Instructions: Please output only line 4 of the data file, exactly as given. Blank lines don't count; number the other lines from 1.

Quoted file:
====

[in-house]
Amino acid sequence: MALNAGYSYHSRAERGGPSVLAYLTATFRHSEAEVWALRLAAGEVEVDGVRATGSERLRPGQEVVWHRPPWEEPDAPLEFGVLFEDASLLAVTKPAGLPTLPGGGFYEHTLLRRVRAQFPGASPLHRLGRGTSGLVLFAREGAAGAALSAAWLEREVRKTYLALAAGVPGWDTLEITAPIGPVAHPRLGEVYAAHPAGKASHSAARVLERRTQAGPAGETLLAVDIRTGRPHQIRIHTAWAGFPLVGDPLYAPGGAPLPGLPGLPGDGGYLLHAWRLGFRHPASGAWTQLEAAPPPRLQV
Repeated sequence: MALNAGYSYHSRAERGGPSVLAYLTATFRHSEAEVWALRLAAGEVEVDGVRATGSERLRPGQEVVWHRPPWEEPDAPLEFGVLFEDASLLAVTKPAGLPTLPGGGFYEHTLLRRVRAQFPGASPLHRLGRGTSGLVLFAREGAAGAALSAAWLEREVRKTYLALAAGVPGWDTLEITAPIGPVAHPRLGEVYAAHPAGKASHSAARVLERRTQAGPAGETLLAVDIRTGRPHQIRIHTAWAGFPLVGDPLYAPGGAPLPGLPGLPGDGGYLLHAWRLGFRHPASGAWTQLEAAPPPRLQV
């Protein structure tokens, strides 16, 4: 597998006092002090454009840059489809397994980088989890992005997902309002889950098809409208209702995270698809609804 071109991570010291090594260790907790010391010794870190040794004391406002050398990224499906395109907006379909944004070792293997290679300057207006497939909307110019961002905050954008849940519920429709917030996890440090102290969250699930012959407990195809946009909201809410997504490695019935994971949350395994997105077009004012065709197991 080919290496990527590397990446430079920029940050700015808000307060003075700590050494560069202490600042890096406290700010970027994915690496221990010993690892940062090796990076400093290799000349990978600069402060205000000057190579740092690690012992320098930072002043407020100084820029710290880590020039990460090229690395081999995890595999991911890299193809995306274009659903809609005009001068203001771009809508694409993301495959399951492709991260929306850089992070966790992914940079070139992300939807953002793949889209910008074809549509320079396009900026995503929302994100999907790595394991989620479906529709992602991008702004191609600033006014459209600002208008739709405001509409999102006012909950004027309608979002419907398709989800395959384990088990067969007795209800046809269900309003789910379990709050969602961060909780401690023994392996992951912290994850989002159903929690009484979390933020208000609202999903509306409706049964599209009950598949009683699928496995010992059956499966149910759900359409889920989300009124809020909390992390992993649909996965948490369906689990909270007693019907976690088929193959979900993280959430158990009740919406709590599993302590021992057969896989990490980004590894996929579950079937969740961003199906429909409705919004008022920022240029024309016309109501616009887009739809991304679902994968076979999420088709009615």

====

């Protein structure tokens, strides 16, 4: 597998006092002090454009840059489809397994980088989890992005997902309002889950098809409208209702995270698809609804 071109991570010291090594260790907790010391010794870190040794004391406002050398990224499906395109907006379909944004070792293997290679300057207006497939909307110019961002905050954008849940519920429709917030996890440090102290969250699930012959407990195809946009909201809410997504490695019935994971949350395994997105077009004012065709197991 080919290496990527590397990446430079920029940050700015808000307060003075700590050494560069202490600042890096406290700010970027994915690496221990010993690892940062090796990076400093290799000349990978600069402060205000000057190579740092690690012992320098930072002043407020100084820029710290880590020039990460090229690395081999995890595999991911890299193809995306274009659903809609005009001068203001771009809508694409993301495959399951492709991260929306850089992070966790992914940079070139992300939807953002793949889209910008074809549509320079396009900026995503929302994100999907790595394991989620479906529709992602991008702004191609600033006014459209600002208008739709405001509409999102006012909950004027309608979002419907398709989800395959384990088990067969007795209800046809269900309003789910379990709050969602961060909780401690023994392996992951912290994850989002159903929690009484979390933020208000609202999903509306409706049964599209009950598949009683699928496995010992059956499966149910759900359409889920989300009124809020909390992390992993649909996965948490369906689990909270007693019907976690088929193959979900993280959430158990009740919406709590599993302590021992057969896989990490980004590894996929579950079937969740961003199906429909409705919004008022920022240029024309016309109501616009887009739809991304679902994968076979999420088709009615």